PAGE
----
3.8 Practical questions to address in community dialogue

Below are some basic questions to help you as a health professional in organising a successful community dialogue.

  1. Set the focus of the community dialogue

    It is helpful to start off with some key statements or questions as the starting point. For example:

    • There is a problem that I would like to understand better in discussion with the community members.
    • There is an issue in the community that people need to talk about. It could be an issue affecting children’s right to health, e.g. early marriage.
    • There are people in the community who could benefit from sharing their experiences on an existing community problem.
    • I would like to get the community to come together to tackle a common problem that is being faced in the community.
    • The time is ripe for change – people are ready to do something positive.
    • The ‘face’ of the community is changing, and people need to acknowledge and understand the changes in a more constructive light.

    Statements such as those above could explain the basis for which you, as a health professional, are planning to have a community dialogue. Depending on the focus of the issue at hand, you could then consider the following other steps:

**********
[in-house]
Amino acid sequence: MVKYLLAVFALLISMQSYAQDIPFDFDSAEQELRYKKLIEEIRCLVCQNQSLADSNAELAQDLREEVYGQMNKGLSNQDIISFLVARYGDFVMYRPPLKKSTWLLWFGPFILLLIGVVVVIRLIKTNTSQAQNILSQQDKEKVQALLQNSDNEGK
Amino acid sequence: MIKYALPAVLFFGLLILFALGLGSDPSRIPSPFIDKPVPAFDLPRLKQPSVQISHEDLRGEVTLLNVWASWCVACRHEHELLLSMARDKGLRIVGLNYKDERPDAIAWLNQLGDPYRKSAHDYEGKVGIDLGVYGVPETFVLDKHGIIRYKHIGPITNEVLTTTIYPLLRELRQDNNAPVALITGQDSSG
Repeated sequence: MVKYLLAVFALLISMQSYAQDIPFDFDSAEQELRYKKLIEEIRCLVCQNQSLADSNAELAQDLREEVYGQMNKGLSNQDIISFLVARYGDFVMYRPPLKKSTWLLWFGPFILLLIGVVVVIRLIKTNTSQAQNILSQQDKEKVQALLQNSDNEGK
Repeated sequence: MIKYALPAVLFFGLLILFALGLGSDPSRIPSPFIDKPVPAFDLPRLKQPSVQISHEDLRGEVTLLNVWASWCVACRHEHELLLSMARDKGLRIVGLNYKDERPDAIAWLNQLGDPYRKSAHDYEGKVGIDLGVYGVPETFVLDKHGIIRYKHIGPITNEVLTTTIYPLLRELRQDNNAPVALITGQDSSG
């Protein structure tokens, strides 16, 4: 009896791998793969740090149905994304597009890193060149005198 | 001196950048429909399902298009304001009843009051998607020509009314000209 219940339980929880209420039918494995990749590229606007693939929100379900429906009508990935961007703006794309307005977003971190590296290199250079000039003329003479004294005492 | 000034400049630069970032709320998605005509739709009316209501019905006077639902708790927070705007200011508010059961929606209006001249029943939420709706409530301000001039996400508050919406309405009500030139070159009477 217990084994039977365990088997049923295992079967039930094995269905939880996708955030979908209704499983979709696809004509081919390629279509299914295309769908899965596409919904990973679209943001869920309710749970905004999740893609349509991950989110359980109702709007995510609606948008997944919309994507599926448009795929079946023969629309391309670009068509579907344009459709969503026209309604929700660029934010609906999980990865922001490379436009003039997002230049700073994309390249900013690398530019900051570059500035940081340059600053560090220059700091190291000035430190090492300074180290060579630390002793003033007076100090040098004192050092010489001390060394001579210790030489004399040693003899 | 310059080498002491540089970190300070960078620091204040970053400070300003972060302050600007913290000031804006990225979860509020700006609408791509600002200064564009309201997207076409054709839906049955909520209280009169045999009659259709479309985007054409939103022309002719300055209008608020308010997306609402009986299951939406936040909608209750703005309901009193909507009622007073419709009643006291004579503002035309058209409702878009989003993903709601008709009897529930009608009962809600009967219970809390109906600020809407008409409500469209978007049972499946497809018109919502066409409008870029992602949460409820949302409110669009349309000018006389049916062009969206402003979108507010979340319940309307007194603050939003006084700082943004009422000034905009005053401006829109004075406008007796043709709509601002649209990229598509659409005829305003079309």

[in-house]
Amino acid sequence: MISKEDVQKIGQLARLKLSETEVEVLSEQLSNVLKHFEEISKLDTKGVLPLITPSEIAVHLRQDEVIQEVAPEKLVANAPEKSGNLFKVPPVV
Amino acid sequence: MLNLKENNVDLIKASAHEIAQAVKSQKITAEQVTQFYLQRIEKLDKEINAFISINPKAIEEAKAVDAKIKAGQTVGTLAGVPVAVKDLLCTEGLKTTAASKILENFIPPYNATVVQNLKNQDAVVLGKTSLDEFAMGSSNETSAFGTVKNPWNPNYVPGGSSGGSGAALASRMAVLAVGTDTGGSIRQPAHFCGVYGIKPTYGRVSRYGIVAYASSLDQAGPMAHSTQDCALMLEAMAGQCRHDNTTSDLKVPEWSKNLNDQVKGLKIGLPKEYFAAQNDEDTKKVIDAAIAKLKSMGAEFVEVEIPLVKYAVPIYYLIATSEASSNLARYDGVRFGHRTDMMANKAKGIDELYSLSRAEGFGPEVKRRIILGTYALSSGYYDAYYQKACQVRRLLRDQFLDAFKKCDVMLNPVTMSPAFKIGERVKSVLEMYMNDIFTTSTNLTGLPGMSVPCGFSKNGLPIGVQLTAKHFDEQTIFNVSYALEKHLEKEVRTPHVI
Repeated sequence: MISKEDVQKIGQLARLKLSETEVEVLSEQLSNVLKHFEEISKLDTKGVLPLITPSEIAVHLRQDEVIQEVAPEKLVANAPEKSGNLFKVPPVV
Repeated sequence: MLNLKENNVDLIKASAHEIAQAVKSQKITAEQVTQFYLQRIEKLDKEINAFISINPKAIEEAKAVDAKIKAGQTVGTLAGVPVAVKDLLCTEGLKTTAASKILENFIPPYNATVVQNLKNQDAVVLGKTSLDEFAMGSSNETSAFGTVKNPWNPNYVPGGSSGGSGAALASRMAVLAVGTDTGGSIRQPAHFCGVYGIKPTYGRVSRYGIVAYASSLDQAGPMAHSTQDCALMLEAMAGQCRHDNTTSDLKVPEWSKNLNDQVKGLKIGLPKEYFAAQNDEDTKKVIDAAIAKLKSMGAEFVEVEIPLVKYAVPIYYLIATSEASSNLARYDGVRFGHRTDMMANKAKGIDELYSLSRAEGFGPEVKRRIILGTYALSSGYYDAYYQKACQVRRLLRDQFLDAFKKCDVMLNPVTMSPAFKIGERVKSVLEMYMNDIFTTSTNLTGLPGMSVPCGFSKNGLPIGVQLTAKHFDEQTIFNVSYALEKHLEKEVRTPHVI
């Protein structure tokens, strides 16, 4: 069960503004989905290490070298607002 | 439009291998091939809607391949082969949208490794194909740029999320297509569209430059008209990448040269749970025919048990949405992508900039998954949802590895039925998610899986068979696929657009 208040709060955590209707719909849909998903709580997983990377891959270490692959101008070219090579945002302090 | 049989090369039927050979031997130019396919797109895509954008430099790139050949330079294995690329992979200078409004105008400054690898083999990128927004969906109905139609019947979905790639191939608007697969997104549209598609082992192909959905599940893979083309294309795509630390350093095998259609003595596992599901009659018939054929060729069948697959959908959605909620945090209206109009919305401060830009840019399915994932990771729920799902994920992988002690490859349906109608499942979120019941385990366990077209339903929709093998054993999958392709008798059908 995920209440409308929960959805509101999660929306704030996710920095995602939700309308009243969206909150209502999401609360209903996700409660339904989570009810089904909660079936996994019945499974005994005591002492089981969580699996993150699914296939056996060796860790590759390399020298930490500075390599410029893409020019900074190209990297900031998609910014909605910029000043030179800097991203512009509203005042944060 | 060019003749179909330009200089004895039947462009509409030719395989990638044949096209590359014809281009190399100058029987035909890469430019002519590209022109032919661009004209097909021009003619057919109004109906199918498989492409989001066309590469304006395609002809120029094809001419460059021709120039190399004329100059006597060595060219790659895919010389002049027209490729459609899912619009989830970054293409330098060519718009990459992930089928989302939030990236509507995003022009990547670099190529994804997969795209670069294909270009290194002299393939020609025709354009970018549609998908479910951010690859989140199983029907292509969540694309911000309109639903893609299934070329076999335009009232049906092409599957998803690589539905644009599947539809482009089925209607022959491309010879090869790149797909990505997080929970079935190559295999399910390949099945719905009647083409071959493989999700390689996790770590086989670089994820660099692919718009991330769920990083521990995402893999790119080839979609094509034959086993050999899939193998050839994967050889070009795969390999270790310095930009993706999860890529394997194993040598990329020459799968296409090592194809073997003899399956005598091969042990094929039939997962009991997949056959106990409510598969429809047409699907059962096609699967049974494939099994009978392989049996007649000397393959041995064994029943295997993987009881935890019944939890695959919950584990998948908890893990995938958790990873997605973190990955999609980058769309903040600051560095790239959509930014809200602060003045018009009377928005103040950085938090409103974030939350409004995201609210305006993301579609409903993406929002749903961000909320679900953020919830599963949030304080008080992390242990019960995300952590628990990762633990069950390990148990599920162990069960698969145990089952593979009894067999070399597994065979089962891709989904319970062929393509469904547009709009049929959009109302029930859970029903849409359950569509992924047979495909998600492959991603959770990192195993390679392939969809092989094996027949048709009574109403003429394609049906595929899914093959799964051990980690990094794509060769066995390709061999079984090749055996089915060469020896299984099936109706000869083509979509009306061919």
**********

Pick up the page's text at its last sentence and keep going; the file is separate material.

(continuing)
2. Ask yourself what the goals of the community dialogue would be. Some possible answers could include:
    • To improve the well-being of children in the community.
    • To influence attitudes of local law enforcement to address a community child rights problem.
    • To build partnerships across community structures handling children issues.
    • To use new innovations to solve a community problem.
    • To work on a community project together.
  3. Think about who should be included. Who should be in the dialogue? For example:
    • Men, women, children and youth in a given community that are directly or indirectly affected by the issue at hand that the dialogue plans to address.
    • Members of different religions in the community.
    • The school community – parents, teachers, administrators, and students.
    • Police and community members.
    • Business owners as these might be interested in supporting some processes aimed at addressing the problem.
    • Elected officials and community leaders representing the community.
  4. What format could you use? What type of discussion should we have? For example:
    • Small community groups meeting once or twice to discuss the issue.
    • A large public meeting with questions from the audience.
    • A year-long commitment among a group of key community leaders to study, reflect on and discuss community problems; this often is limiting as some of the key people in the community keep changing.

Key characteristics of community dialogue

3.9 Role of health worker in community mobilisation